RW: Everyone dropped what they were doing to form a super-mega-team. We really do think ourselves lucky to have had an opportunity to work with a group of such talented, like-minded creative people from set builders to graffiti artists to prop makers. It was a privilege, as much as it was an exciting opportunity for everyone involved.

LW: It’s great that we can be doing work like this in Leeds, or London, or Manchester, or wherever. We work all over the place and we’re used to transporting whole sets and teams to wherever it’s needed…It was kind of nice to be working on this down the road from our studio though, it made my job a little easier!

WIC: This is your first music video, but not your first music related project is it?

RW: We have a lot of friends in music, and quite a lot of our first Lord Whitney projects after we graduated included band promo shoots, props for videos and some (much more lo-fi) music videos. We’re really inspired by music in a lot of ways and it’s part of our everyday life.

LW: We love that we’re a part of such a powerful and talented music scene.

AL: Creating worlds is a massive part of what we do at Lord Whitney and there’s a huge scope for creativity and escapism through things like music video where we can let our imaginations run REALLY wild.

RW: Or other projects related to music, like ‘Mock n roll’, which was a big self-initiated project born out of a collaboration with another very talented illustrator and friend of ours, Jack Hudson. We’d worked on a project together called ‘A Step into the Third Dimension’ and it sort of evolved into making 20 album covers for fake musicians and bands which was heavily inspired by the awesomeness and outrageousness of the 1980s.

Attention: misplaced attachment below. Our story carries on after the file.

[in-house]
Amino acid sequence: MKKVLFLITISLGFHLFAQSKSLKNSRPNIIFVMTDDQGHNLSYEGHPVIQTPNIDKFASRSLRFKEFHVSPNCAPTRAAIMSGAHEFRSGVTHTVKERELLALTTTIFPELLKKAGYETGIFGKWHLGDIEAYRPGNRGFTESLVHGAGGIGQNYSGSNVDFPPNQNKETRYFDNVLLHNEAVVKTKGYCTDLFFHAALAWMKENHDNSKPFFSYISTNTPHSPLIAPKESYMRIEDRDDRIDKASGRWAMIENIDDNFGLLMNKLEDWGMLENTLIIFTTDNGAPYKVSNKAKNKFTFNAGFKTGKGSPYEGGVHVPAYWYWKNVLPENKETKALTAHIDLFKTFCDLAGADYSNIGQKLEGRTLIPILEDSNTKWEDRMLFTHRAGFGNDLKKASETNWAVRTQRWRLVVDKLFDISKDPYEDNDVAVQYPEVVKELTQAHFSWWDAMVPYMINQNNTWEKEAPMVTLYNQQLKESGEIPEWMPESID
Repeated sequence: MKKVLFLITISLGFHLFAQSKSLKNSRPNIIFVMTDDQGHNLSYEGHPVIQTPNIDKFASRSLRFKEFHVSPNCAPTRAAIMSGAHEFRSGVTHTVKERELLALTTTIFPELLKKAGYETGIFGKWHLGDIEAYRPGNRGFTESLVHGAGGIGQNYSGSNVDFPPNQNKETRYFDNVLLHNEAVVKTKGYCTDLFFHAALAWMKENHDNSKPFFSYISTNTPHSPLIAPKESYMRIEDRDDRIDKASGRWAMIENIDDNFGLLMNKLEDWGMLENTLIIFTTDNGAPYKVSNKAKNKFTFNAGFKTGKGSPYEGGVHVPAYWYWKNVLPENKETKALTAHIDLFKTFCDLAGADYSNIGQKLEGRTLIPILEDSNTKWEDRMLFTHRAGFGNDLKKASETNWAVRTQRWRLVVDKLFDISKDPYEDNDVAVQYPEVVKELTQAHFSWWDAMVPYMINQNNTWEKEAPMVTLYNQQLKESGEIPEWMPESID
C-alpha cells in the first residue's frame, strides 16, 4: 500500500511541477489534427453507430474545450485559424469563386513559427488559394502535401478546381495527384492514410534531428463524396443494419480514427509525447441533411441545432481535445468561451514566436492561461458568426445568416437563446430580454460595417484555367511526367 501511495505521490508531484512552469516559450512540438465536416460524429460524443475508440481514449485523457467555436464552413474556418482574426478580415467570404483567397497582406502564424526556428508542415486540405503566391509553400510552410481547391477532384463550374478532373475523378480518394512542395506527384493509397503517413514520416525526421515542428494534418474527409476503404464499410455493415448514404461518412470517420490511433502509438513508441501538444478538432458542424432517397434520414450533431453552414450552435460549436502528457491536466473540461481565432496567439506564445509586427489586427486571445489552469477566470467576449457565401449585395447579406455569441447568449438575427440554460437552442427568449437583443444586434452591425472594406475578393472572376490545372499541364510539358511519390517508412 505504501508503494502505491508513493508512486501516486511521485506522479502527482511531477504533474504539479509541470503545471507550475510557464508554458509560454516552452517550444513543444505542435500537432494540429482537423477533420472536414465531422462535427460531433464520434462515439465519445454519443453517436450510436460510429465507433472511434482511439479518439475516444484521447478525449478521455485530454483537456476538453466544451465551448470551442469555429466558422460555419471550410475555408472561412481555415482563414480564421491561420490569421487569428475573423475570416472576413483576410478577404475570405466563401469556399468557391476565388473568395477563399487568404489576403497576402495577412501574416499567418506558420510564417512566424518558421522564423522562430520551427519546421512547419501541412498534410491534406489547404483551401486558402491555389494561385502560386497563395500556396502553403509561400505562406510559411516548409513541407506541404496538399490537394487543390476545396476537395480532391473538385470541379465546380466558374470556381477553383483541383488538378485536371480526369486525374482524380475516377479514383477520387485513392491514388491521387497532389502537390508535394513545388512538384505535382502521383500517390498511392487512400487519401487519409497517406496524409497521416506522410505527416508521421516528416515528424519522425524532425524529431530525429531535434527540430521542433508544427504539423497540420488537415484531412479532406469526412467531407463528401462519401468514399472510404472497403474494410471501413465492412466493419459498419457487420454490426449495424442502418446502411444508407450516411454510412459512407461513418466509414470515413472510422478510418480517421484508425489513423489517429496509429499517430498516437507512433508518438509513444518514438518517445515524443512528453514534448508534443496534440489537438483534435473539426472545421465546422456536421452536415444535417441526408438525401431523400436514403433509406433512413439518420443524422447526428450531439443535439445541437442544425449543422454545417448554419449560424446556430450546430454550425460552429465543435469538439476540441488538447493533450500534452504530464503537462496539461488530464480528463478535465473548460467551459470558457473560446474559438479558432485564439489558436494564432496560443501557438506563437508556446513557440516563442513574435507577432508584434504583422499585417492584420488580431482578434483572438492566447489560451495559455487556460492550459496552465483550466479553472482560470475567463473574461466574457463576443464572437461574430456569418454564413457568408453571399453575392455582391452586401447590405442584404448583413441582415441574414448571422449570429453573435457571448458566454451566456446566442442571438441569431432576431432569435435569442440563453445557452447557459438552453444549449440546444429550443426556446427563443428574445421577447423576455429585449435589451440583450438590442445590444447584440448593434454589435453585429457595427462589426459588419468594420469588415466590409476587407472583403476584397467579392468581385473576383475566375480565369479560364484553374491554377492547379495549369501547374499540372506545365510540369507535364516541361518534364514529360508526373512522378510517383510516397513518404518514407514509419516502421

LW: We got a bit excited and took it as far as commissioning musicians to create songs for each of the artworks. There’s some incredible songs including 80s-inspired power ballads and euro-pop electro tracks. It was really fun for everyone and got to work freely and creatively.

AL: It’s all very tongue-in-cheek, like a lot of our other work. We’d still LOVE to make music videos for all of the songs, that would be so good!

WIC: Are music videos an area of work you’d like to explore more? If so, are there any musicians or directors you’d love to make a video with in the future?

RW: Absolutely! We hope to get involved in a lot more, not just with video but stage design, costume, we love every aspect of music.

LW: I know it’s something I’ve always been inspired by – that idea that music can allow for anything and everything – creatively, but also across every artform from graphic design and type, to costume and performance.

AL: We totally loved working on this video, I think it’s been one of our favourite projects to work on so far as a studio. Working in new creative fields is something we’re always looking to do.

RW: We’d love more opportunities to directly collaborate with directors, having input on overall concepts as well as designs and art direction. We’re real ideas people. Concept and design go hand in hand on our projects.

AL: Our dream would be Michel Gondry, he’s incredible! Chino Moya’s recent videos for St. Vincent and Will Young are beautiful – those colours, wow! Dave Ma (who did Foals’ Miami video) is great. Lorenzo Fonda’s and Danny Cohen’s work are awesome too.

RW: We would love to work with bands like Metronomy, Hot Chip, Wild Beasts, OK GO…people who are into really creative, playful videos and are up for a bit of a laugh. Oh and dressing up too!

LW: Amazing ladies like Bjork, Bat for Lashes, Grimes, FKA Twigs and Paloma Faith we’d LOVE to work with too! They’d definitely be up for a bit of our madness…

RW: Of course we’d love to work with Hannah again, as it was a pleasure working with her and her team. We clicked really well, so we’ll see what the future brings!

Luke Bather

I live in Manchester and I make Music Videos. Sometimes I write things and I think all this coffee is giving me chest pains.